Punjabi kadhi is one signature dish I've not seen much elsewhere, a tangy yellow yogurt stew thickened with earthy chick pea flour ("besan" or "gram"), topped with pakora fritters. It's a must-order here and typical of the owners' Punjabi homeland, which shares similarities with the royal Mughlai and Kashmiri cuisine that has defined the Indian cooking most Americans know.
One notable difference here is Dana Mandi's much lighter touch with the heavy cream and almonds that can weigh down dishes elsewhere. It's obvious in the chicken tikka masala, whose silky red gravy has a far deeper tomato hue and twang, rounded with sweet jaggery date sugar. It's even noticeable in the refreshing lassi smoothie, which tastes more like ripe mango than dairy.
Likewise, the often-creamed dal makhani is cream-less here, the lentil puree rising on a natural earthiness that leaves an almost lemony finish on my lips, plus a bold spice that carries through the split-chick-pea stew called "white chana." A Tuesday-only special of moong dal (or split yellow lentils) is pure porridge comfort.
The "mixed veg" dish, a jumbled mash of carrots, cauliflower, potatoes, and peas bound with crumbled paneer cheese, is a close second to that dal as a rustic favorite. It's perfect when pinched off with pieces of whole-wheat roti, followed by a wincingly potent palate-cleanser of sour-salty Indian pickle.
Dana Mandi, which expanded its kitchen after moving last year to this larger space from the building next door (soon to be another branch of Chili Szechuan), isn't West Philly's only cafe inside a market. There's basic Middle Eastern fare passed though the strange kitchen porthole into the rear dining room of nearby Makkah Market. A buffet of Indian fare to go at International Foods & Spices on Walnut Street, where I savored excellent ground chicken kebabs and tasted my first bitter gourd (like a cross between beef jerky and a dried poblano pepper), also makes a far more delicate samosa than Dana Mandi.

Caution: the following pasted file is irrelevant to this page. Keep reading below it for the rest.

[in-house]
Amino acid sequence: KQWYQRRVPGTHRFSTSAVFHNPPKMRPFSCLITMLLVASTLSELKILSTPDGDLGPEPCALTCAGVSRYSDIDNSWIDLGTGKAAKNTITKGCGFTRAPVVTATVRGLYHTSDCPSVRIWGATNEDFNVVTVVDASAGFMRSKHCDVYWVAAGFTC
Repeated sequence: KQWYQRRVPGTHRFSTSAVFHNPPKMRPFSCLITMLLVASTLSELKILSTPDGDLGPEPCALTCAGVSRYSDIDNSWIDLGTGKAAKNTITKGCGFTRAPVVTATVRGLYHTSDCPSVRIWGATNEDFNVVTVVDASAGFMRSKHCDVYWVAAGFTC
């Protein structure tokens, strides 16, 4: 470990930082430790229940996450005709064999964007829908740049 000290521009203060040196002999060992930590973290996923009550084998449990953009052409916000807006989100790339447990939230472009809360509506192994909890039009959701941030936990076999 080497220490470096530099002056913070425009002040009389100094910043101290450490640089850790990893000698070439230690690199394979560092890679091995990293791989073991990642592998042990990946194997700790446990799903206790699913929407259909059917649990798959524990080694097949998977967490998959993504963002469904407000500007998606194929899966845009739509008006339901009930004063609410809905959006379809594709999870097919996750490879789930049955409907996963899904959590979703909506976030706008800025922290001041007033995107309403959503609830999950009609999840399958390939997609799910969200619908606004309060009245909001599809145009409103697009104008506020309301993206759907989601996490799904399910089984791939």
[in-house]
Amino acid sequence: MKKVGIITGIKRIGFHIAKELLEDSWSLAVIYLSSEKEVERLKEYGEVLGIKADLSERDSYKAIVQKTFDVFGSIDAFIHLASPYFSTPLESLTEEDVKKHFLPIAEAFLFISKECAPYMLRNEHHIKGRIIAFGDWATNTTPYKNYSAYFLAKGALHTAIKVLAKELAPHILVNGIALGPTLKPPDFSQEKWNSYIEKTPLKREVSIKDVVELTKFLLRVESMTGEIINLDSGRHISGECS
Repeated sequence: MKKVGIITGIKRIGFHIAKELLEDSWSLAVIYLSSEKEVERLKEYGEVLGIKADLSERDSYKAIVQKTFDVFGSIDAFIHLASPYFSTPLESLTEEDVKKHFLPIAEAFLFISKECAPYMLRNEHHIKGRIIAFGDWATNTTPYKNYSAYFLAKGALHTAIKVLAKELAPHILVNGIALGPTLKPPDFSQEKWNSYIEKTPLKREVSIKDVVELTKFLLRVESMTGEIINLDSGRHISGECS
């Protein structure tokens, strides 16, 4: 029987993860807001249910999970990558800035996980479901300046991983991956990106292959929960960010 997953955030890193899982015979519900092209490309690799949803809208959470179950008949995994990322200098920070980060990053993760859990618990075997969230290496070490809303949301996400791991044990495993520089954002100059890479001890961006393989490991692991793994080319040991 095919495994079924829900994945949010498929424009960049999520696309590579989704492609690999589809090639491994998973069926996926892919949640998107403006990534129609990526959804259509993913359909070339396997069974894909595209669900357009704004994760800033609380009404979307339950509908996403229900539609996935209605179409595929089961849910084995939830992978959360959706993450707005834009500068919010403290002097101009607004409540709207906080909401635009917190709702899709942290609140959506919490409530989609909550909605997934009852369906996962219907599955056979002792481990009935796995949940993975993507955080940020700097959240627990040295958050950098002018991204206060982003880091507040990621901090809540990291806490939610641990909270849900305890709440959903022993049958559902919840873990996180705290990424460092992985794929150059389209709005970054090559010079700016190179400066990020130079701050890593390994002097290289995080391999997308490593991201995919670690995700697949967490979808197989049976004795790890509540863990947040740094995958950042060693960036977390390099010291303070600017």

Fried food in general is a major Dana Mandi weak point. (Step away from the microwave, please!) And so is its limited selection of proteins. There's nothing so delicate as shrimp or fish, and the lamb kebab was a reheated letdown. (Save that craving for neighboring Kabobeesh). Then again, the tandoor-roasted chicken tikka was excellent. The silky spinach saag "meat" studded with tender chicken thighs had its appeal. And the pungently spiced and properly bony goat biryani was good enough to tide me over until my next trip to Trooper or Downingtown for a Hyderabadi rice wonder at the Dosa Hut or Bangles.
But there's already so much to like behind the curtain in this most unexpected place, Dana Mandi has definitely become one of my new hidden Philly favorites. And Jasvir's son Tejinder says Dana Mandi's emergence is not yet complete. They plan to build a proper dining room within the next year alongside the building where there is currently parking.
For the moment, all they've got marking that future in their current room is quite literally a hole in the wall. But with food this good, this cheap, and this authentic, nobody seems to mind.